Seeing the CAN in CANcer That night, Mary and Tim broke the news to the kids — Shaylee, Colby, Holly and Brody — then ages 6 to 13. “Tomorrow, Mommy’s going into the hospital,” Mary told them. “I’m going to fight, and I have God in the ring with me ready to take swings anytime I don’t have the strength to do it on my own.” Vowing not to let the disease define her or get her down, Mary committed to seeing only the CAN in CANcer. “I believe a positive attitude is half the battle,” Mary said. “I was going to get the best treatment and kick cancer’s butt!”


strong chemotherapy to kill as many leukemia cells as possible. Healthy cells die too, generating unpleasant side effects to be managed: crushing fatigue, nausea, vomiting, diarrhea, nerve and muscle pain, skin rashes, dry eyes and other discomforts.

“Belief in oneself is invaluable, especially with aggressive cancer,” Dr. Huyck said. “If you’re sitting at the bottom of a mountain certain you can’t make it to the top, you won’t. If you believe you can, you have a better chance.” After a whirlwind stop to put her classroom in order, Mary arrived at the Methodist Hospital oncology unit ready to make the most of her time there. She would stay connected to her supportive family, friends, school and faith community through social media. She brought along hand weights and jogging shoes to stay in shape. “I quickly learned I wouldn’t be running marathons and had Tim take my exercise equipment home,” Mary said.

Sickest of the Sick Dr. Huyck explained that Mary’s initial treatment phase, called induction, requires

As Katie Holling, BSN, RN, OCN, one of Mary’s oncology nurses, explained, “Leukemia patients are among the sickest of the sick.” “Induction takes the immune system to zero, putting the patient at high risk of infection,” Dr. Huyck said. “That’s why we have our infection control team on the case from day one.” Infectious disease specialist Robert Penn, MD, is the medical director of infection prevention at Methodist Hospital. He oversaw Mary’s prophylactic antibiotic and antifungal therapies, her special diet, the care team’s vigilant monitoring of her vital signs and other essential protocols. “We’re always watchful for and ready to treat infection,” Dr. Penn said, “while working as a team to provide truly holistic care for our patients’ needs — physical, mental, emotional, intellectual, social, environmental, nutritional and spiritual.” Reverend Melissa Strong, chaplain team leader for Methodist Hospital, grew close to Mary, connected first through faith, then by a deepening admiration and friendship.

Orion Seip, 3, hops out a tune on musical stepping stones.

In God’s Hands “Even in the midst of illness, Mary possessed a rare and infectious positivity,” Rev. Strong said. “She genuinely cares for others and eagerly shared her positive energy with patients and staff.” “The hope, cheer and spirit Mary has,” Dr. Huyck said, “is second to none.”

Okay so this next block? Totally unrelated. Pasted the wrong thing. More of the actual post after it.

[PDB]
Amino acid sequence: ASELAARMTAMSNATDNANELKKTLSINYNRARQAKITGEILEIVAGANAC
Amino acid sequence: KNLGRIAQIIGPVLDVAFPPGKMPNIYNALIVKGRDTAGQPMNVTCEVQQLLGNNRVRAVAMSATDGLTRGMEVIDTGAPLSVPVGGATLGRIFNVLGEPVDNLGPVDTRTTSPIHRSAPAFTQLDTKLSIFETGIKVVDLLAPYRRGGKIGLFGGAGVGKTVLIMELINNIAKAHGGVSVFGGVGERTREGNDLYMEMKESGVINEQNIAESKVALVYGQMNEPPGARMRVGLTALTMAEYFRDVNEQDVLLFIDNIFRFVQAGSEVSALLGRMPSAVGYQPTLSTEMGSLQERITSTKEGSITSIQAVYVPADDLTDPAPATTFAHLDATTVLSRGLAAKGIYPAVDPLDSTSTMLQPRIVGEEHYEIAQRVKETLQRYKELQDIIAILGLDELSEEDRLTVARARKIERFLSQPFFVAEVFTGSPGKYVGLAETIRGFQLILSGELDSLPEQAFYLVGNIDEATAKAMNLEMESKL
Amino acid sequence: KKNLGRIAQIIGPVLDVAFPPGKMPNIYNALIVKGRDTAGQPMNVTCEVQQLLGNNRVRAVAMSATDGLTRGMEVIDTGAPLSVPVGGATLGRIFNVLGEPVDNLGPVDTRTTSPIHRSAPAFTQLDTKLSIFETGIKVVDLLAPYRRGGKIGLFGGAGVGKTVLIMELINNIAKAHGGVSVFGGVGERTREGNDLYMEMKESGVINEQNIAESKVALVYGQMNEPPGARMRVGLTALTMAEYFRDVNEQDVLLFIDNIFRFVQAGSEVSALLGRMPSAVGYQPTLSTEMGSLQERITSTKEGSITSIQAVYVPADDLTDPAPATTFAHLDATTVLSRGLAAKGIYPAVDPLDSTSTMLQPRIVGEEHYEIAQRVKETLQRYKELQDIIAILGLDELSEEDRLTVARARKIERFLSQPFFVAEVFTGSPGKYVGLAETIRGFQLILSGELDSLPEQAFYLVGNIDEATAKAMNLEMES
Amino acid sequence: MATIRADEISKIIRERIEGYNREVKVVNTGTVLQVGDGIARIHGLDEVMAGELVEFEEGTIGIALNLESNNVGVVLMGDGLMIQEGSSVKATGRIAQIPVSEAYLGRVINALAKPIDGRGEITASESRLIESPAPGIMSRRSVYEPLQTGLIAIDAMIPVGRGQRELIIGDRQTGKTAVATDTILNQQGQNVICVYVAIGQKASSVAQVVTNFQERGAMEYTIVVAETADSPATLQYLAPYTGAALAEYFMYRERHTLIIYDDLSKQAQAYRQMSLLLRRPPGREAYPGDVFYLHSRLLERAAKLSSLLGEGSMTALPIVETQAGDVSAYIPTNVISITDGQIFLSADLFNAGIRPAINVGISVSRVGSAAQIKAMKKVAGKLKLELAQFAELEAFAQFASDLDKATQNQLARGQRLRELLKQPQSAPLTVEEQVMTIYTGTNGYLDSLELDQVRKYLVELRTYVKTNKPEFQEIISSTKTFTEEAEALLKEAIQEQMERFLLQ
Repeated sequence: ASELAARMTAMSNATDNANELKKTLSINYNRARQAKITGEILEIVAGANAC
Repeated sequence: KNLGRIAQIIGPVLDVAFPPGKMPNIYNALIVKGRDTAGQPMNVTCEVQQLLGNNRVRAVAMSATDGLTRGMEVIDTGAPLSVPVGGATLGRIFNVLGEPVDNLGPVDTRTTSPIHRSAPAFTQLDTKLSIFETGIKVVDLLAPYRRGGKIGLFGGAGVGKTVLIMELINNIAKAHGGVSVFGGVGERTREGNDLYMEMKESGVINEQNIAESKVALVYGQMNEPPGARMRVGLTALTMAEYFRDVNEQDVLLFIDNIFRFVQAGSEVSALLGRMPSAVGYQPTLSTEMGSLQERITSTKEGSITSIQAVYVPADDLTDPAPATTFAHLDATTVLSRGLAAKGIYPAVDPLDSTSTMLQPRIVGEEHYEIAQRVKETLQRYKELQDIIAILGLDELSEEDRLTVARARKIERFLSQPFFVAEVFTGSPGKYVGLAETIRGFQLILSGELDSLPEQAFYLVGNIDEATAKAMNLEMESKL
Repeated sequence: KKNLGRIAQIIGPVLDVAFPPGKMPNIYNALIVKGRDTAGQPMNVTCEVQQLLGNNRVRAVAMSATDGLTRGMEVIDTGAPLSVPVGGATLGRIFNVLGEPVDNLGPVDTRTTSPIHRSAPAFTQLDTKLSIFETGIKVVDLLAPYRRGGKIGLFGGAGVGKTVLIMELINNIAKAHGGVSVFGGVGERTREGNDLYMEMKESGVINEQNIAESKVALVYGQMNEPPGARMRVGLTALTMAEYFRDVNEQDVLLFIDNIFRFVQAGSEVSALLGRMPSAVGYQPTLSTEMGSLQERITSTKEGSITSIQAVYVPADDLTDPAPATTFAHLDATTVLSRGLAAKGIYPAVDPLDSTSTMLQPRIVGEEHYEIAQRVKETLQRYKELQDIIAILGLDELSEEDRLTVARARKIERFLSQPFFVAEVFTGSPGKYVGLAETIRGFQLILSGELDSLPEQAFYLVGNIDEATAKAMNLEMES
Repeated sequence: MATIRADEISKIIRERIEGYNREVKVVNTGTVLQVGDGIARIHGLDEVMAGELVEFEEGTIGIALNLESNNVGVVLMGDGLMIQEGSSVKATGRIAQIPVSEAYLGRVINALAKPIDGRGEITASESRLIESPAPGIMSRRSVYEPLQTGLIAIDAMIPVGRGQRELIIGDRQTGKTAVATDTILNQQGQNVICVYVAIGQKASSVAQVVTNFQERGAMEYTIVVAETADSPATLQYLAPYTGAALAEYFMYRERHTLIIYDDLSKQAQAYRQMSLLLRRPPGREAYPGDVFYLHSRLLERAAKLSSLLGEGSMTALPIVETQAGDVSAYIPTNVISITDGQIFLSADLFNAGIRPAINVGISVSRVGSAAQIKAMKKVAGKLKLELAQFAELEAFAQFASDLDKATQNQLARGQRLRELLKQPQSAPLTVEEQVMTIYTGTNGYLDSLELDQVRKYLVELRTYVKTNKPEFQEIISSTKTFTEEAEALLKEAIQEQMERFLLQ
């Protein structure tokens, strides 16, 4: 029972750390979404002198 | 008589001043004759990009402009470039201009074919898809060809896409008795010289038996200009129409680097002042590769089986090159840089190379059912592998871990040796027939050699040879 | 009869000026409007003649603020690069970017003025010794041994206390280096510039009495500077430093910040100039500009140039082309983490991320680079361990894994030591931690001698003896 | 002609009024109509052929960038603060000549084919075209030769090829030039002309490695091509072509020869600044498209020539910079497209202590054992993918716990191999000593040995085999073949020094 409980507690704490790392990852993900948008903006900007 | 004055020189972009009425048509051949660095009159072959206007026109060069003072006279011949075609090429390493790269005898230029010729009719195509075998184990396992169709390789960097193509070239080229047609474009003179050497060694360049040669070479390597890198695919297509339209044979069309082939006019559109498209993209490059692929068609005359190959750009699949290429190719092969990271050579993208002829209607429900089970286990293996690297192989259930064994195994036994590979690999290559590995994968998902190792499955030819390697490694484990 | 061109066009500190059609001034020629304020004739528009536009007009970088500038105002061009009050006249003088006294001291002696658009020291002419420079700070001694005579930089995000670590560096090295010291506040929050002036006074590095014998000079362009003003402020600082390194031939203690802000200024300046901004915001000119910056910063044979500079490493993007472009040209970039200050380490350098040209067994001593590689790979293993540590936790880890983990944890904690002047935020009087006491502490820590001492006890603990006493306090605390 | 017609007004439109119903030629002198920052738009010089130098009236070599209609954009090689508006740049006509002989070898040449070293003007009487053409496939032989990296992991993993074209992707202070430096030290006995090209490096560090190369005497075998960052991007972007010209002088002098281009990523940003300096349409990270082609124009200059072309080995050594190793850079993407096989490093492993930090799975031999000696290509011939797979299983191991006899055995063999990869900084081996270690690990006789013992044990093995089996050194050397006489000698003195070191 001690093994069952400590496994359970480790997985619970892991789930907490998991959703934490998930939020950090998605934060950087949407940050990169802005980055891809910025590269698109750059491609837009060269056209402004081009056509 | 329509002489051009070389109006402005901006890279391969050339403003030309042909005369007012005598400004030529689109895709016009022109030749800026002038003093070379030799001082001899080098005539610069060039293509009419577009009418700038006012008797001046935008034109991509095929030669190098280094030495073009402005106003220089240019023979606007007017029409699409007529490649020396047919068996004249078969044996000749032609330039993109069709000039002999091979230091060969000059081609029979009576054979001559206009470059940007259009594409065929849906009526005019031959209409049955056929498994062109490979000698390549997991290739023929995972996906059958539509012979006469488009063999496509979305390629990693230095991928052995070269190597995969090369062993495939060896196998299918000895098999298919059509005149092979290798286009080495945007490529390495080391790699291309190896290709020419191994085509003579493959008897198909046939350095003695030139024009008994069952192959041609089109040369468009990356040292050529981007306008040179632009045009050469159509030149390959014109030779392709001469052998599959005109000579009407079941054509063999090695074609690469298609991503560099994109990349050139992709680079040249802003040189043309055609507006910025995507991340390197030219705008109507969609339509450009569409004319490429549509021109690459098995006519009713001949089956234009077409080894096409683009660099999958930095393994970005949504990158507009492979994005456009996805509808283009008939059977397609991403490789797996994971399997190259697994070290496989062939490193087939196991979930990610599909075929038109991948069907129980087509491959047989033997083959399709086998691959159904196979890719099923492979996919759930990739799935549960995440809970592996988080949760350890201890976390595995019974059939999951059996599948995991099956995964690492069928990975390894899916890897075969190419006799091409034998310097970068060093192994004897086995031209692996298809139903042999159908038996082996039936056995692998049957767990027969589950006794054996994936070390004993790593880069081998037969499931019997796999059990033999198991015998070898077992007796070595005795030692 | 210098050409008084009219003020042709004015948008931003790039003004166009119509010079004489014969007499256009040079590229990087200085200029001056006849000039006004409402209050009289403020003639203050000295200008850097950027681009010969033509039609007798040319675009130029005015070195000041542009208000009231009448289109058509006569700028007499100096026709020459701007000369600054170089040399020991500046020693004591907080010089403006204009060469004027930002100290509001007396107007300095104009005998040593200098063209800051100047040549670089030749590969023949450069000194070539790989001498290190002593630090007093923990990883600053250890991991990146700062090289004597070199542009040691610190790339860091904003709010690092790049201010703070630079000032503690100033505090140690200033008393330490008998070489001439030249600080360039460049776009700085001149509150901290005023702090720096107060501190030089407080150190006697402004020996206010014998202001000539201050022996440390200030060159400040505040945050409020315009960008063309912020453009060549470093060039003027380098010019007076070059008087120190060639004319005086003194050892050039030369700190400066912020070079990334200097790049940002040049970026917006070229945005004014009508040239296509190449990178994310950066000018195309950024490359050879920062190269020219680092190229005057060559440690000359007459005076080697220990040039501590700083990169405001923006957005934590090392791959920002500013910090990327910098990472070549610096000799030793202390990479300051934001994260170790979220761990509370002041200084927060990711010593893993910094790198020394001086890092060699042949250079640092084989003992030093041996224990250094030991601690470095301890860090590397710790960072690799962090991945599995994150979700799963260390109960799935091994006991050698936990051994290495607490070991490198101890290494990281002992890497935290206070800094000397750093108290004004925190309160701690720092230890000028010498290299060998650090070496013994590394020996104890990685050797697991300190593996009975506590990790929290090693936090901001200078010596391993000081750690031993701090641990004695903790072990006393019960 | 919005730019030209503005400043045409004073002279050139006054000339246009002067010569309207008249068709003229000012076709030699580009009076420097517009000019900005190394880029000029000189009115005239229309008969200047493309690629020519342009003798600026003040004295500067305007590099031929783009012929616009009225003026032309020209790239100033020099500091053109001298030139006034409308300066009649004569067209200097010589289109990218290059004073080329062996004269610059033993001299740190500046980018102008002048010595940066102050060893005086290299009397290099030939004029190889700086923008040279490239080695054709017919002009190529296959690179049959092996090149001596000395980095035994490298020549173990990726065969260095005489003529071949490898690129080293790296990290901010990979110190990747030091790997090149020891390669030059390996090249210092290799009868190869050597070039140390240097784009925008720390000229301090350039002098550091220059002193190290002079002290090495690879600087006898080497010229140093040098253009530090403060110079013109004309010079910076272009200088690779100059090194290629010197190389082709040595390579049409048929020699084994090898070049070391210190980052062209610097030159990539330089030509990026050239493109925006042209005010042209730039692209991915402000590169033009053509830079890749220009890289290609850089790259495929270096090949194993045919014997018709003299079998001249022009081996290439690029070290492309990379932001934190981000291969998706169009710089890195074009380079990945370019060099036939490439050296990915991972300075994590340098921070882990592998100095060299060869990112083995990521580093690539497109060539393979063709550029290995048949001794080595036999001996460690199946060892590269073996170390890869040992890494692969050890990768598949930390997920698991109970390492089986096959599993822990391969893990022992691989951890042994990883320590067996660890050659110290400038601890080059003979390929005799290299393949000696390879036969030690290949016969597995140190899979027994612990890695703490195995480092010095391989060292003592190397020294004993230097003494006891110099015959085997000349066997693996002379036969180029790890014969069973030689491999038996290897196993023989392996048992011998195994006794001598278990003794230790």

G.I. Mary Jane Mary was upbeat even when chemo caused her to lose her hair, often an especially hard part of a woman’s cancer journey. “I felt so liberated when those amazing cosmetologists from Methodist Estabrook Cancer Center’s Inner Beauty salon shaved my head, and Tim and I laughed our way through wig fittings,” Mary said. “He called it his date with 10 different women.” “We find the fun in life,” Tim explained. “Mary is a happy person, and happiness is contagious.” Another of Mary’s nurses, Charlie Maguire, BSN, RN, described Mary as “someone who makes every day a better day.” Inspired by Mary’s resemblance to the bold, beautiful, newly bald Demi Moore in the movie “G.I. Jane,” Charlie and the night shift nurses surprised Mary with banners that read: “G.I. Mary Jane: Kickin’ cancer’s butt one day at a time. Failure is not an option.” “I almost cried tears of joy,” Mary said. “My nurses were so awesome! They will always hold a special place in my heart.” “There is a lot more to giving care than administering chemo,” Tim said. “We could not have had a better experience than we had at Methodist, and all the little things went miles.”

Winter 2015

“The biggest weight in the world was lifted off our shoulders,” Tim said. “Mary is jawdroppingly healthy now.”

Mary and Tim firmly believe there are both medical and spiritual sides to cancer. “At times we were so scared, wondering: Will we beat this? Will Mary’s energy return?” Tim said. “We put it in God’s hands, and God gave Mary’s caregivers the talents to care for her.” A turning point came one particularly difficult evening while Mary was deep in prayer. “I felt the movement of a divine breath of healing into me,” Mary said. “I told Dr. Huyck I knew then that my cancer was in remission — and it was.”

The biggest weight in the world was lifted off our shoulders. Mary is jaw-droppingly healthy now.

“I am grateful for every day God gives me on this earth,” Mary said, “and I will continue making every moment count.”